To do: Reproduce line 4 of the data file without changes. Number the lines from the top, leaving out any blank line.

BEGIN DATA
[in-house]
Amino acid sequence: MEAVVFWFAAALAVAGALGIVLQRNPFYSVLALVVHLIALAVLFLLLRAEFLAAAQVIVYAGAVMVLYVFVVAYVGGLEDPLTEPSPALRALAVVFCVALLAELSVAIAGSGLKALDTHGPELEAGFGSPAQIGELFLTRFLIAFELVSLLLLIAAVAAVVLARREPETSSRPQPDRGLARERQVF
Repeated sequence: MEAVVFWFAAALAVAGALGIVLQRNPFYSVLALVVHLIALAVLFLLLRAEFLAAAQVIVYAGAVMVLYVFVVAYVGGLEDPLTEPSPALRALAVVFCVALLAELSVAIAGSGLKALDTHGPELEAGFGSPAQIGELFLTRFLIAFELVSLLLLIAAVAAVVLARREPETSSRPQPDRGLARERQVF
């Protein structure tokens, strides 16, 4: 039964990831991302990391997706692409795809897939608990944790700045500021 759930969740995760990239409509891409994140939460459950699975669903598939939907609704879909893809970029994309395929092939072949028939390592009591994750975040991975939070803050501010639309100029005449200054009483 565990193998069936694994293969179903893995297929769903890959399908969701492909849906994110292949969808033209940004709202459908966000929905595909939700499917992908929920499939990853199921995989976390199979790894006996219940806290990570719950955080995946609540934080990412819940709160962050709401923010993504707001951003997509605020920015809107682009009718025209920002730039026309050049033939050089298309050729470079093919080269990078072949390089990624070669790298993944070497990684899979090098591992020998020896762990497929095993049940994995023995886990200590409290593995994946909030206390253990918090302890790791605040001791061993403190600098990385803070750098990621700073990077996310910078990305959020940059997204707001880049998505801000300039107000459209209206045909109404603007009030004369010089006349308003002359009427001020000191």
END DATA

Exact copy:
């Protein structure tokens, strides 16, 4: 039964990831991302990391997706692409795809897939608990944790700045500021 759930969740995760990239409509891409994140939460459950699975669903598939939907609704879909893809970029994309395929092939072949028939390592009591994750975040991975939070803050501010639309100029005449200054009483 565990193998069936694994293969179903893995297929769903890959399908969701492909849906994110292949969808033209940004709202459908966000929905595909939700499917992908929920499939990853199921995989976390199979790894006996219940806290990570719950955080995946609540934080990412819940709160962050709401923010993504707001951003997509605020920015809107682009009718025209920002730039026309050049033939050089298309050729470079093919080269990078072949390089990624070669790298993944070497990684899979090098591992020998020896762990497929095993049940994995023995886990200590409290593995994946909030206390253990918090302890790791605040001791061993403190600098990385803070750098990621700073990077996310910078990305959020940059997204707001880049998505801000300039107000459209209206045909109404603007009030004369010089006349308003002359009427001020000191």